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I know this is perfectly possible and a lot of people already doing it, but my problem is slightly different and I couldn't figure out the solution yet:

Let a 3rd party Django App's structure as below:

  • django-module
    • module
      • init.py
      • views.py
      • models.py
    • requirements.txt
    • setup.py

I want to bundle only the module directory as a submodule, because then I can access views.py file just by typing "module.views". If I import the django-module directory, I would have to write django-module.module.views to access the module files, which is not feasible.

My purpose is to modify the module and make pull requests occasionally to the original repository. Is there workflow that I can follow, or what are the best practices for this purpose?

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2 Answers 2

up vote 0 down vote accepted

The best practice is to keep the submodules exactly as they are.

Once you've added a 3rd party module to your app as a submodule, the next step is to make sure you add that "django-module" directory to your python path. As long as django-module is on your python path, you will be able to use the submodule as you usually would by typing "module.views" as you wish.

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It sounds right. There are people suggesting creating a symlink to the module directory. Are there any important pitfalls of doing so? –  frbry Nov 1 '12 at 19:13
    
Hmm, I can't think of any pitfalls of simlinking other than it's not common practice and others looking at your code might be confused. Typically you'll create a virtualenvironment for your project and if you have a lot of submodules or other things that need to be on your path, you'll have a script that you run that creates your virtualenvironment using commands like add2virtualenv django-module. This just feels cleaner to me, probably because I'm just used to this work flow. –  Spike Nov 1 '12 at 19:18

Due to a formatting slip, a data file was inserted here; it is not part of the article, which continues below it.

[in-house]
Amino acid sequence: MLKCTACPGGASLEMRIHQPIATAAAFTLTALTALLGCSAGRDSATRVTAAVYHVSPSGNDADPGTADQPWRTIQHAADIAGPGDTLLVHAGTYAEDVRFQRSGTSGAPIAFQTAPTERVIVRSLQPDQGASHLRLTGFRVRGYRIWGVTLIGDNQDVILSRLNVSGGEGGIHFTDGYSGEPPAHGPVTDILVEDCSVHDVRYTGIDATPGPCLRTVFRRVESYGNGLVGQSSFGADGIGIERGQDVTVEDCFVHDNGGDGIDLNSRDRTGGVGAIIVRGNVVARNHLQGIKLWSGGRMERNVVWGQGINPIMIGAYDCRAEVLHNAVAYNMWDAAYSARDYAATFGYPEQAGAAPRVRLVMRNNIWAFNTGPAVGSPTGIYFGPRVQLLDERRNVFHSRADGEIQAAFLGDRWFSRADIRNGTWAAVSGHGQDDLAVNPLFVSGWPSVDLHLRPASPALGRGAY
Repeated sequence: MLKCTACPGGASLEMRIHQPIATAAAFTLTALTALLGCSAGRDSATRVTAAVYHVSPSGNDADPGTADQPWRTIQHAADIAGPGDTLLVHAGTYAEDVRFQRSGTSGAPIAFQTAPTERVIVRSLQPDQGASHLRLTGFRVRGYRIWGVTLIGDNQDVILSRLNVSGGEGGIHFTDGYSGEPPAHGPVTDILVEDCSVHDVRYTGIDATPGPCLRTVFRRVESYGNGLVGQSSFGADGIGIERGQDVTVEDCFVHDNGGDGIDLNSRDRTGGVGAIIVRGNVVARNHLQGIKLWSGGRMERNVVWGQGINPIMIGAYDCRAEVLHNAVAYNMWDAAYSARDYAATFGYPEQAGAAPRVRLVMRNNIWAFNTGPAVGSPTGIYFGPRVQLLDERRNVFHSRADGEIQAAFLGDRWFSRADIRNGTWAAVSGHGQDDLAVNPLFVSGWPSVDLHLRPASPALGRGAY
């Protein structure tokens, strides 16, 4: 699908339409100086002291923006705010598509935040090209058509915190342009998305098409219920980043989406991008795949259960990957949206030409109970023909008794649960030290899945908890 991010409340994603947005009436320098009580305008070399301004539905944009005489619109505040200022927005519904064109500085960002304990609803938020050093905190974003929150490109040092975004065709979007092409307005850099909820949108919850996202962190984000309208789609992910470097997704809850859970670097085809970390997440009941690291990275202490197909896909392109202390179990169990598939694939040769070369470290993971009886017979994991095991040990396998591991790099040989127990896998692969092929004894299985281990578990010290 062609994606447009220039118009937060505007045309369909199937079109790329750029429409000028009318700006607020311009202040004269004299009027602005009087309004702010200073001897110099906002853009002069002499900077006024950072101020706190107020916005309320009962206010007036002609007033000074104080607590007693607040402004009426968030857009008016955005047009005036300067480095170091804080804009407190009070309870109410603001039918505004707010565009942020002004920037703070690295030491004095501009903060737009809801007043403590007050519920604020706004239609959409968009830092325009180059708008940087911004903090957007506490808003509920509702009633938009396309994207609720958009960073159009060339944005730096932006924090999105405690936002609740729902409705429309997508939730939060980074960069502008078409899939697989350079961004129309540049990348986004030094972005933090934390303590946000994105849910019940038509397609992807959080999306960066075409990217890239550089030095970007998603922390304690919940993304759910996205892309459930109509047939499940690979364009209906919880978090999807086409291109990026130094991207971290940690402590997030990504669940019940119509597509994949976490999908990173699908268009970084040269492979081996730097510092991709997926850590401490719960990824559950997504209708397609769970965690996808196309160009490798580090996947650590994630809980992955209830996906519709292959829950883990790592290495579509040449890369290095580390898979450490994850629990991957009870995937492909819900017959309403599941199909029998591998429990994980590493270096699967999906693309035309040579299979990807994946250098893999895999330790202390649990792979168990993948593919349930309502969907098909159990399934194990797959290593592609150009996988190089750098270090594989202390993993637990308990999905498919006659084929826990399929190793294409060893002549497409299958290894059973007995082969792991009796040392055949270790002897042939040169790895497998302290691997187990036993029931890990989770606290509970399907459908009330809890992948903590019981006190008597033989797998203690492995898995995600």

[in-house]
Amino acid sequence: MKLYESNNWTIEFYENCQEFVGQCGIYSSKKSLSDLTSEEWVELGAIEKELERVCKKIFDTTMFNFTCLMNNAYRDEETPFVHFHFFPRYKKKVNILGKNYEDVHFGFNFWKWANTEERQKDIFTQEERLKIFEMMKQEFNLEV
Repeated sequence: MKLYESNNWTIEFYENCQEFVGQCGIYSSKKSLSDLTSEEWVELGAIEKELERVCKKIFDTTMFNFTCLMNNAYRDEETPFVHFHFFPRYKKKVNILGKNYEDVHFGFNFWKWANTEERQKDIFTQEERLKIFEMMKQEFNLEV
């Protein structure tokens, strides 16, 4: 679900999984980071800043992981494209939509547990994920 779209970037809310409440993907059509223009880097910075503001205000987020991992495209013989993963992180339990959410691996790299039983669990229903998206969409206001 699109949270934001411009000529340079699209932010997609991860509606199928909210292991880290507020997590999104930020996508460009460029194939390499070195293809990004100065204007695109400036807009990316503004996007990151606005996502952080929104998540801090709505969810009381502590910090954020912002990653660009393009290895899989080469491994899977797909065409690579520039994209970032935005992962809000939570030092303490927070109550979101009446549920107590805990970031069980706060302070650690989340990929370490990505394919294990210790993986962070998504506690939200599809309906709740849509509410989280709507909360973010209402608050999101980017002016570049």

Pip tips

Pip has support for editable packages and retrieving packages with git, so you could create a virtualenv, use pip to install the packages, and update them using pip when you want.

So you could add:

-e git://git.myproject.org/MyProject.git@da39a3ee5e6b4b0d3255bfef95601890afd80709#egg=MyProject

To your requirements.txt to retrieve that exact commit.


Suggested workflow

I think that the best way to solve your issue is the following:

  • Make a private fork of the package
  • Edit the package in a specific development branch in the forked repository
  • Use the package from your fork's development branch in your requirements file.

  • When you feel like it, update the forked package where you're using it using pip.

  • When you're ready to make a pull request, pull origin, rebase your working branch to origin/master, and make the pull request from the master branch of your fork.

This means you have three places where the code is present:

  • The original repo (where you don't have access)
  • Your forked repo (where you work on your fork)
  • Wherever pip installed it (where you use your fork)
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Actually, I want to modify and share the modules between my sites. I may or may not want to update them at all. –  frbry Nov 1 '12 at 19:12
    
@frbry I was adding a part on a suggested workflow, let me know if this solves your issue. –  Thomas Orozco Nov 1 '12 at 19:13
    
I think this is a good workflow too, and looks a lot like what I'm using right now. But I think I'm gonna use what Spike suggested because it looks simpler, at least, to me. –  frbry Nov 1 '12 at 19:27
    
@frbry I think that the main advantage of this workflow is that deploying the code to additional servers can be done easily using pip, so no $PYTONPATH trick or symlinking is required. However, it's up to you what you decide in the end! –  Thomas Orozco Nov 1 '12 at 19:35
    
OK, but what if I want to work both on my web site and the module at the same time. I mean, how should I let my IDE to display the module directory among my source files? –  frbry Nov 1 '12 at 19:45

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